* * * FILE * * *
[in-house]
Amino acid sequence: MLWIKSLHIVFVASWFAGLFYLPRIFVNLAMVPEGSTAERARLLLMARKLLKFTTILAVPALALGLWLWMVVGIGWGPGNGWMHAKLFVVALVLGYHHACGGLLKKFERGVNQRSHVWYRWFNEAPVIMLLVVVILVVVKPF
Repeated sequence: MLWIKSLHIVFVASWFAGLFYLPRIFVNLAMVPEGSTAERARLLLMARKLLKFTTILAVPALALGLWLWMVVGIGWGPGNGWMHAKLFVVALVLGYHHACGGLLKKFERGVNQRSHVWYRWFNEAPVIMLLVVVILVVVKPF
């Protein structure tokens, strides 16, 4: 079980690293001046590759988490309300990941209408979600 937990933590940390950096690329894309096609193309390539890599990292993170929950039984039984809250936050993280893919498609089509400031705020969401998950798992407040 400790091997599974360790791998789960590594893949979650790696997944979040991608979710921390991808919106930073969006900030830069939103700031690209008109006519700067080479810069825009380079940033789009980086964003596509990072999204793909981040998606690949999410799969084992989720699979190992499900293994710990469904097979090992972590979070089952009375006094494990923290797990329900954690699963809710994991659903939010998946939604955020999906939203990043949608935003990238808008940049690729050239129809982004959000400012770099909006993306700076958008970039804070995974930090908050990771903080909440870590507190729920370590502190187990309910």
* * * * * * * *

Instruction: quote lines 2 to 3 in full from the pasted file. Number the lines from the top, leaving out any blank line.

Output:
Amino acid sequence: MLWIKSLHIVFVASWFAGLFYLPRIFVNLAMVPEGSTAERARLLLMARKLLKFTTILAVPALALGLWLWMVVGIGWGPGNGWMHAKLFVVALVLGYHHACGGLLKKFERGVNQRSHVWYRWFNEAPVIMLLVVVILVVVKPF
Repeated sequence: MLWIKSLHIVFVASWFAGLFYLPRIFVNLAMVPEGSTAERARLLLMARKLLKFTTILAVPALALGLWLWMVVGIGWGPGNGWMHAKLFVVALVLGYHHACGGLLKKFERGVNQRSHVWYRWFNEAPVIMLLVVVILVVVKPF